Yes, I’m going to go for it and Sabina for being so enthusiastic, it’s just so lovely. So panopticism, yes, Foucault was taking an idea that had been developed by the Victorian social reformer Jeremy Bentham, essentially a design for an ideal prison. And what made this prison ideal was how effective it was in terms of surveillance. So at it’s center, you had a tower, where the guards could look into the cells, which circled the tower. And from the tower, they could see directly into any cell at any given time. And what this, in theory, would produce in the prisoners is a sense that, because they were never sure if and when they were being watched, they behaved at all times as if they were being watched at all times. I think Foucault writes that it’s like being in a cage, that is its own kind of like theater stage that has great visuals in that particular chapter, the chapter is called Panopticism, you don’t have to make a massive leap from those ideas to the nature of platform capitalism. And the way that social media works. We are part of the allure of these platforms is that we get to be visible, right, we get to be seen by other people far outside our normal network of people. And we in turn, get to see things we wouldn’t otherwise see. We get to share ideas, we get to talk and we get to watch as well, which is a big appeal. But the problem is that all of this visibility, up until this point has been sold to us very much as a net good. As something that we can use to thrive, the positives are always weigh out the negatives. So we’ve got to a point now in a culture where we are beginning to reassess those assumptions. And when you think about surveillance, as you said, quite rightly, we normally associated with George Orwell, the notion of Big Brother, it’s usually the state, or companies, corporations, or the police that are involved in surveillance. But there’s another type of surveillance now that has arisen because of the way that we use technology, and particularly social media, usually referred to as social surveillance. So people look at each other in life all the time. And there may be, you know, a degree of surveillance involved in that. But this kind of mainstreaming of surveillance is with precendent. I mean, we are watching and being watched as individuals in ways that used to be reserved, really for the most visible people in the culture. Soreally politicians and celebrities. Now everybody who has a social media platform is engaging to a greater or lesser extent, in some form of image management, you know, for want of a better word, we’re pre empting how other people see us, we’re taking those ideas that the platform’s put forward of what a popular person is, or a good person is, and we’re tailoring our self representations, so as to benefit from this visibility out, of course, at all times to avoid the trap. Because this is very on certain terrain, Sabina, as much as we can enjoy visibility, it can also be a very difficult thing to navigate, particularly when you’re trying to reproduce yourself and represent yourself in a way that meets the criteria for whatever platform or culture you’re involved in, or want to appeal to, or maybe doesn’t feel representative of who you are. And yet these representations are taken increasingly, as who we are, right, your LinkedIn is who you are, your Twitter profile is who you are. And I know as a psychologist, you’re going ‘Of course it isn’t’. And I’ve been as a media theorist and cultural scholar, I’m going ‘Of course it isn’t’. However, we have grown up in a world where most people don’t have access to the education that enables them to navigate these spaces with the awareness that a representation is a representation. It’s always qualified, it’s always constructive. It’s always in negotiation, it is not the real thing. And even when people and a lot of people who spend a lot of time online and I kept myself one of them, and I have the benefit of research and education in this area, even when you know, there’s a difference between intellectually knowing and emotionally knowing. And these technologies engage our emotion in ways that…. people don’t passively consume media. And people think, oh, you just sit down, you watch the television, and there’s nothing going on there. When you actually talk to people about the way we consume media in general, you know, it can be quite more complicated than assumptions would lead you to believe. But this is a whole other world, right? So you can know that you’re navigating a space that is ‘a hall of mirrors and is not real’, quote unquote. But on an emotional level, it can still take a significant toll because it taps into something I think you know, what you were saying earlier on about wanting to connect and wanting to be seen. I mean, I always talk about earliest ancestors painted their hands on the walls of caves and we can still see I was, you know, and I always think of technology as any tool that allows human beings to kind of master their environment. And I think there’s something profound and beautiful in our long standing desire to want to represent ourselves and leave a mark and say ‘I was here,’ I think that’s a beautiful thing. But I think we’ve entered a space now where we’re so used to seeing representations. And at the same time, not being equipped to be like, we’ve entered this world of images, but we need to remain rooted in something more solid, and more secure than that.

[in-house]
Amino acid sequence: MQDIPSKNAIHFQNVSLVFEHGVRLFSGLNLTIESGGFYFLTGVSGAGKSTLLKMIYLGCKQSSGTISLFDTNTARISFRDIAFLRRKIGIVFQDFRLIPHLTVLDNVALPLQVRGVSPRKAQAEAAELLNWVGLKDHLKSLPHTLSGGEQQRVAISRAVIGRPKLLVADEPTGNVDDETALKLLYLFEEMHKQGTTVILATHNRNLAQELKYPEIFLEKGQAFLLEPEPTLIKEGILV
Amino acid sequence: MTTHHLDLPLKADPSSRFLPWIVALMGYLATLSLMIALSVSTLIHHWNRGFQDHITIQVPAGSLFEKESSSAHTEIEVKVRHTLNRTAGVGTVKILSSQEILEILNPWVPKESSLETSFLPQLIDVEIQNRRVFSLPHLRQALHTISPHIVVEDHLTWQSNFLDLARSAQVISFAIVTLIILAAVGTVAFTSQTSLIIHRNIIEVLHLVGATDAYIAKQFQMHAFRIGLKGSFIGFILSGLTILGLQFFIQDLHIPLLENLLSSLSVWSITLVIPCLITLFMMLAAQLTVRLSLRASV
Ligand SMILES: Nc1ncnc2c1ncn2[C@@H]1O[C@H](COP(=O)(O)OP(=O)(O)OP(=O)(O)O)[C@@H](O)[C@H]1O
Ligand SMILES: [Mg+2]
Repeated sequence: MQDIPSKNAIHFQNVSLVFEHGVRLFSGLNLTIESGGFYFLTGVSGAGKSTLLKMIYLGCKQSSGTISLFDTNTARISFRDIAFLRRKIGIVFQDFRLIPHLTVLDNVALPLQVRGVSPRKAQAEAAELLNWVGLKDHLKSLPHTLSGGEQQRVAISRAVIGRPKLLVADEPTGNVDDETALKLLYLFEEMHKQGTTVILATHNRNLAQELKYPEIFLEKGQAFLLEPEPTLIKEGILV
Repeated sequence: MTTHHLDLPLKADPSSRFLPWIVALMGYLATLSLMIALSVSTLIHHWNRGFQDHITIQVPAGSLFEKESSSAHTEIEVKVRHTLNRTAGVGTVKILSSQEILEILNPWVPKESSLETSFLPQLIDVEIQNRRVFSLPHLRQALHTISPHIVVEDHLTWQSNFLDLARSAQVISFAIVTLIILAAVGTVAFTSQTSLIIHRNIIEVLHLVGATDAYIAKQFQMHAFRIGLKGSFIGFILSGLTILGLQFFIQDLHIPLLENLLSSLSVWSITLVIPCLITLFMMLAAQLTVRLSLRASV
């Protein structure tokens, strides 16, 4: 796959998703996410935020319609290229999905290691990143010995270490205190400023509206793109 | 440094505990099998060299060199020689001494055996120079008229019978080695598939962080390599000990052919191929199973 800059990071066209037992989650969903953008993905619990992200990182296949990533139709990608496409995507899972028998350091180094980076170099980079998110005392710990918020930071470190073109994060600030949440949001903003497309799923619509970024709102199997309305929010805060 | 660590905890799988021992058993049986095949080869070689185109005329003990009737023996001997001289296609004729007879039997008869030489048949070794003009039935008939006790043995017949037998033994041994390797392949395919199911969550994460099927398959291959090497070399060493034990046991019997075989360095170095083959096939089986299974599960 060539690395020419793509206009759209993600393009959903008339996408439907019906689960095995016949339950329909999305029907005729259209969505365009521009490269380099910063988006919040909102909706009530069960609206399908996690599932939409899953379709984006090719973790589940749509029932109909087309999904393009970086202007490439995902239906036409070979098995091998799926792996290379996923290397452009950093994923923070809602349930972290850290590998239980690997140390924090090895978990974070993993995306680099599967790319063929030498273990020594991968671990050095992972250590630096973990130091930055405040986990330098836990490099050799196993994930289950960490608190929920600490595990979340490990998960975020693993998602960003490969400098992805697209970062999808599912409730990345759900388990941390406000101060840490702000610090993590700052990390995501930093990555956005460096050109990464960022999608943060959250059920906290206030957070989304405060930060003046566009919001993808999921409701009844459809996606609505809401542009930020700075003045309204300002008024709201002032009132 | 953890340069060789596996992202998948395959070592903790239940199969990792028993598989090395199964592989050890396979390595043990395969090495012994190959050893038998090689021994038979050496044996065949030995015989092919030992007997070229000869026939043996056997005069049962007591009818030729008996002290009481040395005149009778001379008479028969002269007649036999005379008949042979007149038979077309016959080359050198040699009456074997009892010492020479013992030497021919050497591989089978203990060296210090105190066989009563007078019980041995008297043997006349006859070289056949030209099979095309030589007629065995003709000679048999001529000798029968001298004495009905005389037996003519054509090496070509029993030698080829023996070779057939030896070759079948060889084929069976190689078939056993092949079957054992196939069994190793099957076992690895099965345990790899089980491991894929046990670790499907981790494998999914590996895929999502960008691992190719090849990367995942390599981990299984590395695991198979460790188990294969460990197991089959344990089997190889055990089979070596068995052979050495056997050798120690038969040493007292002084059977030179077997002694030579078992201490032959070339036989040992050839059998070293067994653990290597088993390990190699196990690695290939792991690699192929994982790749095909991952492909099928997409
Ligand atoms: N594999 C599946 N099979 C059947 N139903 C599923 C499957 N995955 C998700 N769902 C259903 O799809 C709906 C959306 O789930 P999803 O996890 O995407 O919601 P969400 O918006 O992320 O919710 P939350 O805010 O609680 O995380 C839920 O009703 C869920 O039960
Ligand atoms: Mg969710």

Sabina Brennan 20:35